Tip #4 – Develop an informed opinion

This tip is the most important of all with regards to developing content; you must form your own opinion.  No one wants to read a blog that conforms to the status quo; people want to read viewpoints that differ from the norm.  This is where your knowledge of your field can truly come in handy.  Show your audience that you know what you are talking about and (more importantly) have something of value to say!In the modern day, audiences have more content at their fingertips than they could read in a 24-hour period.  If you don’t provide some sort of value to them, you risk losing them forever.

I encourage you to give blogging a try.  I cannot explain enough the value of a blog to your potential long-term career goals.  I give this example every time I speak on this subject:  Most college students are acquaintances or even friends with others in their major.  What these people really represent is competition for every job that we seek.  Stellar grade point averages are expected now from college students in the open market, so every available job is like a chess match.  With things equal, who gets the job:  Someone that has demonstrated great knowledge of their field via a blog or someone who doesn’t have one?

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About the author.

Paul Miller, paulmiller@centralpenn.edu, teaches courses in communications, business, and writing at Central Penn College.  He has blogged for The Pen before about How To Blog Effectively in Today’s Landscape and teaching courses on writing for social media and business.  You can find Professor Miller at his LinkedIn page.

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Why We Need Creativity In Higher Education

When President Barack Obama launched Educate to Innovate in 2009 and shifted the conversation in education towards science, technology, engineering, and math (STEM), higher education interpreted the administration’s new initiative as a clear, distinct, and in some circles, long overdue, headshot to the liberal arts. Such concerns were perhaps only intensified when President Obama made an off-the-cuff remark about the lack of value in art history degrees when compared to skilled manufacturing jobs. While the President did indeed apologize for an ill-considered comment, the sentiment it conveys represents an increasingly popular belief that in the modern global economy, the need for technical instruction trumps the need for creative expression. Perhaps this is my own liberal art bias talking, but the name of the initiative itself—Educate to Innovate—certainly begs the question: how do we become the ‘innovators’ of this new century without teaching, practicing, valuing, and rewarding creativity?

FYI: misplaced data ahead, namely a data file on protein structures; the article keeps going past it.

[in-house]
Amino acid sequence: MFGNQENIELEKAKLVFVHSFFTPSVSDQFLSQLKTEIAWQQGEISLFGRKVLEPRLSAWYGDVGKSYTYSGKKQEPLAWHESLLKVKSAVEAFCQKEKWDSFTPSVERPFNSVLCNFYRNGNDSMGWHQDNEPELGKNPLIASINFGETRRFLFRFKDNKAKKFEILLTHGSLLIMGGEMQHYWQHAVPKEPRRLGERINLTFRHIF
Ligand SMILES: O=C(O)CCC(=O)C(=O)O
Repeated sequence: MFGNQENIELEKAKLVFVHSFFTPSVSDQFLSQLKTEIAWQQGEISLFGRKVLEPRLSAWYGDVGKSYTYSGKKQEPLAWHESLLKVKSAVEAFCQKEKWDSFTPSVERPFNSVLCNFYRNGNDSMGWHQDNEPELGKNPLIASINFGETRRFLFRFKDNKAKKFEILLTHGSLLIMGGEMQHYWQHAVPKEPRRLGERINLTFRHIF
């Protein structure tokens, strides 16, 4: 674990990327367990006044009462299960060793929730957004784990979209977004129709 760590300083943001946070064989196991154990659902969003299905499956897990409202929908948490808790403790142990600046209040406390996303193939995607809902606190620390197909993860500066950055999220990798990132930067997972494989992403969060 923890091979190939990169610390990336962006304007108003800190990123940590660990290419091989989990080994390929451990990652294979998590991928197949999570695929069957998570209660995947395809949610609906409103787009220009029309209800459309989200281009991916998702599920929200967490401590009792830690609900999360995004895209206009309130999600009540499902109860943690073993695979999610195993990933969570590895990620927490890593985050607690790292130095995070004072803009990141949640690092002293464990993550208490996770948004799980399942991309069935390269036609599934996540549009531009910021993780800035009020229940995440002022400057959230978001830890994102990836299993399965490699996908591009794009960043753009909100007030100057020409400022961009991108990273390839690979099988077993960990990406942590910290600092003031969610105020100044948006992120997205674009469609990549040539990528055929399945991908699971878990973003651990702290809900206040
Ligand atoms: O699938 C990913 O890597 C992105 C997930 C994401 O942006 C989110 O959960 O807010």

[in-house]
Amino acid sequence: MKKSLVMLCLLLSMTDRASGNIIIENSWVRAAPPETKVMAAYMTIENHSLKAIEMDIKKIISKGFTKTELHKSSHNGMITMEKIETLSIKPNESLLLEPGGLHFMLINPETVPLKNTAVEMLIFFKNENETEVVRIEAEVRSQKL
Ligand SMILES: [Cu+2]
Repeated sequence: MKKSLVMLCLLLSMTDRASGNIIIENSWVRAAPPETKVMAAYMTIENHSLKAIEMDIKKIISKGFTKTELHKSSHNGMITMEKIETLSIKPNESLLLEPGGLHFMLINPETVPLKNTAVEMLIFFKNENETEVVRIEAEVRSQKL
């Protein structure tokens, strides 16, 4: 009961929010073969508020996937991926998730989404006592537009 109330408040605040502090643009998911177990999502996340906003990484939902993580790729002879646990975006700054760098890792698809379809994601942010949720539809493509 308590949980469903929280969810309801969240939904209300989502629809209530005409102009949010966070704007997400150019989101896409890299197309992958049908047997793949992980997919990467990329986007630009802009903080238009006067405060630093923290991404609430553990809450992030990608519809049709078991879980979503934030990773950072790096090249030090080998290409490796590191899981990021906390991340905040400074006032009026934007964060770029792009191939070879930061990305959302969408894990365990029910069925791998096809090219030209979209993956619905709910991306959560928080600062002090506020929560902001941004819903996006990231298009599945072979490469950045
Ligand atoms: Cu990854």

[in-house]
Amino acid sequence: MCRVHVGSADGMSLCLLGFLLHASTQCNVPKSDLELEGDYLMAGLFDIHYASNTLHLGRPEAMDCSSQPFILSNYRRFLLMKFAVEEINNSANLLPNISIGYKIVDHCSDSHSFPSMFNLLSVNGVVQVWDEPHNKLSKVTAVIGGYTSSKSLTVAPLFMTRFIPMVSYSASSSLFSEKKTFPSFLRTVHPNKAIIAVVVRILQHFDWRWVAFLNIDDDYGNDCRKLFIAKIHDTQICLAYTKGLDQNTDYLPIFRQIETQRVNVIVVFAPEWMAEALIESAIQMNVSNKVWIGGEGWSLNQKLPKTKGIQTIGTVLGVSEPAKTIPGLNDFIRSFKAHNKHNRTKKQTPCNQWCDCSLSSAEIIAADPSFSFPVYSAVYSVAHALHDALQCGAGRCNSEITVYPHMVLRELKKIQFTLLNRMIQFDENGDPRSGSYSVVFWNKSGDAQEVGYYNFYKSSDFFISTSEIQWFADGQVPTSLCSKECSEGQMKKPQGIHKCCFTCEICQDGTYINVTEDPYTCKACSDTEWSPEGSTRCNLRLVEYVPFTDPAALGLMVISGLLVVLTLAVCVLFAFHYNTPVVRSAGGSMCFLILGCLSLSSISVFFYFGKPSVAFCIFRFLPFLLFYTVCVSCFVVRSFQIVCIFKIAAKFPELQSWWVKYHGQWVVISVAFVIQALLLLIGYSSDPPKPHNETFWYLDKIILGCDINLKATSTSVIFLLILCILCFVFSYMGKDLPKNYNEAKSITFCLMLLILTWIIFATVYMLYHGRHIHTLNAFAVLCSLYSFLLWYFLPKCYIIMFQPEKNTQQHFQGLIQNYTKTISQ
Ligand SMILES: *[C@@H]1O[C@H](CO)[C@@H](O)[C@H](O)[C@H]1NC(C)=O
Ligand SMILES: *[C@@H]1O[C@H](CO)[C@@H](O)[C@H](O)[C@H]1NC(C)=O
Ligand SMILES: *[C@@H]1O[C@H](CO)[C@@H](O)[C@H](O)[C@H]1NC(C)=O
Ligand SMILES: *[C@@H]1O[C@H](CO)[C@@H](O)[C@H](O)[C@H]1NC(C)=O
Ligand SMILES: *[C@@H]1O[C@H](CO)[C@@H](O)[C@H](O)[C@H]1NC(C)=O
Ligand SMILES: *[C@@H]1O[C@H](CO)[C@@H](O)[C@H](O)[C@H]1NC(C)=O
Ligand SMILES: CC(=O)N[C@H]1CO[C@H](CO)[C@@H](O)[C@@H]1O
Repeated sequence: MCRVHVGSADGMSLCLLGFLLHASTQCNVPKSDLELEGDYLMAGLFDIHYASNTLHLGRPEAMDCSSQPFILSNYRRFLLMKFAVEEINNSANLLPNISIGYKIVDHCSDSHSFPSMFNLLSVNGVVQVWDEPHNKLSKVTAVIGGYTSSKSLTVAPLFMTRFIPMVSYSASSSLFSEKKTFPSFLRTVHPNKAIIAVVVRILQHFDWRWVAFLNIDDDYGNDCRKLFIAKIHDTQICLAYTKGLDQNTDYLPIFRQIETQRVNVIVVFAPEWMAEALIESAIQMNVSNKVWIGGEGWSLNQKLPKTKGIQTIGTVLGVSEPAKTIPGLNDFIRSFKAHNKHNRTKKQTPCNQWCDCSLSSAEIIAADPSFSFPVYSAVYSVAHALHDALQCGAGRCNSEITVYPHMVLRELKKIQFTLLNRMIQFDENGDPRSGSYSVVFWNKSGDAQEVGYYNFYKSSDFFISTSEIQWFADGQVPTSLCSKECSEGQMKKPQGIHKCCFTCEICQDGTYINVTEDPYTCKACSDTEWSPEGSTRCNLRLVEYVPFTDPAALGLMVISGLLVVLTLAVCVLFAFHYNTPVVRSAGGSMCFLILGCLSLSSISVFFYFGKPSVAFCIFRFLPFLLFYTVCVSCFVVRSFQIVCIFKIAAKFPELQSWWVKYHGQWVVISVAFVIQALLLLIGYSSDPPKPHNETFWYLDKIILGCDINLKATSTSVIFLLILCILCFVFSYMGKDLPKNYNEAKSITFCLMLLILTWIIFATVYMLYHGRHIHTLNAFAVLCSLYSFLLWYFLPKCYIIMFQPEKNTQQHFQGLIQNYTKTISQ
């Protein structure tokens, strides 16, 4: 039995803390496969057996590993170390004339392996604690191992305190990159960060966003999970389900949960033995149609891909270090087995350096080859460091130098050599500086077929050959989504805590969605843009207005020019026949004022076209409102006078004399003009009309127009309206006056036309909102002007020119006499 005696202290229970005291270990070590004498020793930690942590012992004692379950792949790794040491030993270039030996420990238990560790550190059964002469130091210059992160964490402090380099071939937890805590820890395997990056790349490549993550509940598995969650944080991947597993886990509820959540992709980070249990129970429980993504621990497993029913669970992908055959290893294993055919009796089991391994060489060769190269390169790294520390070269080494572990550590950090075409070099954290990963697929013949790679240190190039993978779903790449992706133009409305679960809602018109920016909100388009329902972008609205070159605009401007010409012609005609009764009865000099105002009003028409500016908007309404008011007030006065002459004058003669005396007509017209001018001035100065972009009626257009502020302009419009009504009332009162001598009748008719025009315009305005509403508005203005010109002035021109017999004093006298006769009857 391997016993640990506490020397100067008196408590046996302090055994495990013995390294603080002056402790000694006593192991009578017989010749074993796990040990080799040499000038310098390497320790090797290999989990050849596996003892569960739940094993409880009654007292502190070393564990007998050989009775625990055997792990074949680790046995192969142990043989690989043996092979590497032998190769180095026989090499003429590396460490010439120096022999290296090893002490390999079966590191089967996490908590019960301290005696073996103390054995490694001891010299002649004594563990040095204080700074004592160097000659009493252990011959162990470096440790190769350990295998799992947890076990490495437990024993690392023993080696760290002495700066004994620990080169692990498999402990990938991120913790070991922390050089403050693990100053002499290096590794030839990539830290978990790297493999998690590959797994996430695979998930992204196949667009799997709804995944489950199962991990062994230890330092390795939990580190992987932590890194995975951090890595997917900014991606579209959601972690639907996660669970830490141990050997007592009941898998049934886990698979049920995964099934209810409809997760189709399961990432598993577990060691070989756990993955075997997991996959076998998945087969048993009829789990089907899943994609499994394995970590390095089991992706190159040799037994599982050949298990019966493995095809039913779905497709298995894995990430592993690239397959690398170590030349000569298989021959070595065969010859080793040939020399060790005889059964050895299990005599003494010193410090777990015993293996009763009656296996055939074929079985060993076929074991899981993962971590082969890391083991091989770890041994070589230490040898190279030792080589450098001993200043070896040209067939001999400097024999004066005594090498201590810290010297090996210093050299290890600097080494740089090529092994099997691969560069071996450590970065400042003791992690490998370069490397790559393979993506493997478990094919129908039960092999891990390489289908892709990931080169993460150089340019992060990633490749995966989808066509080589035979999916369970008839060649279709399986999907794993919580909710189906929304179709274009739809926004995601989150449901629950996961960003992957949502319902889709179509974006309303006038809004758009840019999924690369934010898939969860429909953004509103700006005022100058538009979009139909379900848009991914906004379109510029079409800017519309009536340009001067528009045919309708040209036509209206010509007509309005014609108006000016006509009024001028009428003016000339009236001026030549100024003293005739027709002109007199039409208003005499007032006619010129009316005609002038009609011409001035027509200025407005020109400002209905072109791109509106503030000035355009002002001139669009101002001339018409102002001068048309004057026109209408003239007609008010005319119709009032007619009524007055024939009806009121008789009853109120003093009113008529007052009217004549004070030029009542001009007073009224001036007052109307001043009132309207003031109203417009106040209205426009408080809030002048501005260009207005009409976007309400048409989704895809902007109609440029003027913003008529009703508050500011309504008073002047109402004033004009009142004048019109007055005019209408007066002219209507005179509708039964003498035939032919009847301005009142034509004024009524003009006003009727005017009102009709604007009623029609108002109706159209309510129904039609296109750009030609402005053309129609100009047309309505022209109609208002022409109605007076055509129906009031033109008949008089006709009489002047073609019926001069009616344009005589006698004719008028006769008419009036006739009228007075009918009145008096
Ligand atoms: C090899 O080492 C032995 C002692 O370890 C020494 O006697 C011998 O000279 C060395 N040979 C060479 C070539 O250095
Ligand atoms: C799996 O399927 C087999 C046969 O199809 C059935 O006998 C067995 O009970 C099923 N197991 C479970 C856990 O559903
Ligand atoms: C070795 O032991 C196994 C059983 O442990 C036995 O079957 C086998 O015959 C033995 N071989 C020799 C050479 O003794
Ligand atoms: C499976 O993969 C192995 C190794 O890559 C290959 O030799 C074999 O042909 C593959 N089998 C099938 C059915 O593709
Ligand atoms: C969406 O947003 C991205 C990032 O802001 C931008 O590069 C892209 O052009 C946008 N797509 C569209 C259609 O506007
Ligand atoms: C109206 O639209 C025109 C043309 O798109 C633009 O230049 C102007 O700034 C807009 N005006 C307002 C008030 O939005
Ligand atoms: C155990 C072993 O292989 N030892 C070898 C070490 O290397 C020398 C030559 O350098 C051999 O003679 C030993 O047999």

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Creative Writing and The Job Market: Part Three

In a career-focused college, some may ask: how do outlets like literary magazines contribute to college students’ professional goals? how do they provide students with intellectual and professional advancement opportunities? and why do we need venues like literary magazines?  This post series looks at each of these questions in-depth and offers advice to college students who are looking to navigate an increasingly challenging (and rewarding!) job market landscape.

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Why do we need venues like literary magazines?

Too often, we get caught up in the details of everyday life.  Is it going to rain?  Did I pay that bill on time?  Where did I leave my keys?  Of course, it’s important to be able to follow directions, place a budget, and stay organized, but it also important to nurture and develop our creativity.

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Literary magazines offer writers the opportunity to create, share, engage, and yes, even empathize.